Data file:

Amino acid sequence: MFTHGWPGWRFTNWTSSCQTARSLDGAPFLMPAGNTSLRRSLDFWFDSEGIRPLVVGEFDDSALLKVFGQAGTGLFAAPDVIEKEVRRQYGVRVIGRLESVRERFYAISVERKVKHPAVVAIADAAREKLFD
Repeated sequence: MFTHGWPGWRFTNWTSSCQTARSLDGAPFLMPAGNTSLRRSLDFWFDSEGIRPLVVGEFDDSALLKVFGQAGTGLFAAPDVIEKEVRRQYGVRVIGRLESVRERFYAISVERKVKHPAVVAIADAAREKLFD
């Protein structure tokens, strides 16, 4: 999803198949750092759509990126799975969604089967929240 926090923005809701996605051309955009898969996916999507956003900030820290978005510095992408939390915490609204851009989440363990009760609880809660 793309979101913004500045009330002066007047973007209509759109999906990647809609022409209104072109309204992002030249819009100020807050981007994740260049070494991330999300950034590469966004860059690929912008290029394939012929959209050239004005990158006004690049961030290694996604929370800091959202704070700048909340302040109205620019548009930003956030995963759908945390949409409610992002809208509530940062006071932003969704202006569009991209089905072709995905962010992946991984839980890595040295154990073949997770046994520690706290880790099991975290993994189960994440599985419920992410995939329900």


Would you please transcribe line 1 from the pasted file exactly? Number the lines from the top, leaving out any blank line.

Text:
Amino acid sequence: MFTHGWPGWRFTNWTSSCQTARSLDGAPFLMPAGNTSLRRSLDFWFDSEGIRPLVVGEFDDSALLKVFGQAGTGLFAAPDVIEKEVRRQYGVRVIGRLESVRERFYAISVERKVKHPAVVAIADAAREKLFD